Writing: I've Got Gadgets and Gizmos a Plenty...

Writing Tips & Self-Care: Finding Time & Avenues to Write (Hold On)

I hate the phrase “make time”; there really is no such thing. I will take “finding time” and “carving out time”, but never “make time.” Spare me these so called inspirational, guilt-inducing quotes of cotton candy nonsense. I can’t help but sigh and roll my eyes at these stupid, pushy sayings. I really hate what they imply: “You’re failing.”

These phrases often appear aimed at women. I see them on home decor, workout shirts and hear them pronounced in churches. Women are underpaid, overworked and already wearied by the many demands of a fickle, patriarchal society. We are poked at daily for never being “good enough”, aka a man. The world needs to back off and leave us be.

Women will never be men and maybe–just maybe–we were never intended to be. Our needs and bodies are different; our dreams, goals and ideas, too. Lipstick is our warpaint and pantyhose our nearest weapon of strangulation. Just try putting us into a box again. We can make that into a coffin for you, complete with curtains and a pearl necklace.

My, this blog entry took a turn. Let’s return to the main trail, shall we? Just step over the corpse twitching there…

I tend to write in gulps or long periods of time during a random day. I don’t do scheduled writing (yet) and primarily write on the weekends after my chores are finished. I try to avoid societal guilt and pressure and write what I feel and want, despite what push back I imagine I’ll receive. This is an going process for me and an exercise in confidence.

Here’s some of what I do when I find time to be tight and to help bridge those inbetween writing times…

  • Write in your mind. This works especially when you’re inbetween classes, a passenger in a car or subway, or anywhere where you’re safe to let your mind wander. This can be calming at night before bed, depending on the individual. You can test ideas this way and dredge them back up when you can write.
  • Use your dreams as fodder. I tend to experience vivid dreams. I use these as “free ideas” from my brain and scribble them in my writer’s notebook. Even after a night terror, twist that horror around and use it in your next novel. Cha-ching, take that monsters of the night.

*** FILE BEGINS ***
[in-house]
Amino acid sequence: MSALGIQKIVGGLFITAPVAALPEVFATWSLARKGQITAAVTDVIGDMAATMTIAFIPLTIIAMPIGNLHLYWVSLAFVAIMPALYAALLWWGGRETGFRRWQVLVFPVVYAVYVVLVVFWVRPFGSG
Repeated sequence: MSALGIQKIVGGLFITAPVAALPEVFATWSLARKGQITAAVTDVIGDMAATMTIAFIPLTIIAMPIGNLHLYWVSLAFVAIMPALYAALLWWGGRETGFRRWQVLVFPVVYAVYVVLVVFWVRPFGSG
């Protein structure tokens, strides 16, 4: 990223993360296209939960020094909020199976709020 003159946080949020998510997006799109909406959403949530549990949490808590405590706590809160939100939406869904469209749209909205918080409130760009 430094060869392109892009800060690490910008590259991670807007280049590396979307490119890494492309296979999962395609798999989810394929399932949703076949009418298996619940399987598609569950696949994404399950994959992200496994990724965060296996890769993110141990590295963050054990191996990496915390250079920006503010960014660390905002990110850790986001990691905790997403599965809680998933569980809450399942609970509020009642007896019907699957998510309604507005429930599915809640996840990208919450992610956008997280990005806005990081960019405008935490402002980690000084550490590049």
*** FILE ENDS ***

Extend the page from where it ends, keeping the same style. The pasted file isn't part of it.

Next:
• Write down a quick scene. This will only take five to ten minutes and counts as writing. Sometimes scenes will jump into my mind in the most random of places. It’s like seeing a clip of a movie in your mind’s eye. Grab your notebook and free write. Stash away the jewel. It’ll be your takeoff point later. Or add it to your nest of novel ideas to return to later.
  • Make it count. When you do write, write until you’re nearly empty. Some writers stop at a place where they know what come next; I think Hemingway did this. I personally find this frustrating and write until I reach an endpoint. Then I do the above bullet points or follow my rough outline to guide me the rest of the way. Experiment and do what works for you.
  • Reread your manuscript on your phone. We all use the toilet several times a day, right? Pull up your novel on your cell phone and reread a section or chapter. This helps the story to stay fresh in your mind and keeps the creativity and motivation flowing.
  • Use your lunch break to write. I do this quite often. We all have breaks at work. Grab your sandwich and grapes and sit in a corner with your writer’s notebook. Crack on, son. If you write in the evenings, this will be your springboard once again.
  • Rehearse quotes in your mind. Sometimes I imagine my characters talking out loud from their story world, repeating key dialogue or narration scenes. This helps keep the story fresh. Sometimes I’ll think of a better or different way of writing something by doing this and will jot it down–mentally or in the writer’s notebook.
  • Be self-affirming. I used to scoff at such things, but we writers (humans) do need to shore up our confidence and reassure our self-discipline. Say things to yourself like “I will finish writing this chapter”, “I am doing well; I’m having a hard time with this plot hole but I wrote five more pages today” and “I am a writer; I am writing and baby steps are acceptable” are all great examples.
  • Be patient. Don’t do the oh so human thing of comparing yourself to others. We’ll all arrive in our own time and space, at our own different pace. There’s really nothing wrong with this or being different from the author next to you plunking out a novel a month.

Have something to add? Feel free to write a comment below! Happy writing.

Song: “Hold On“, Alabama Shakes

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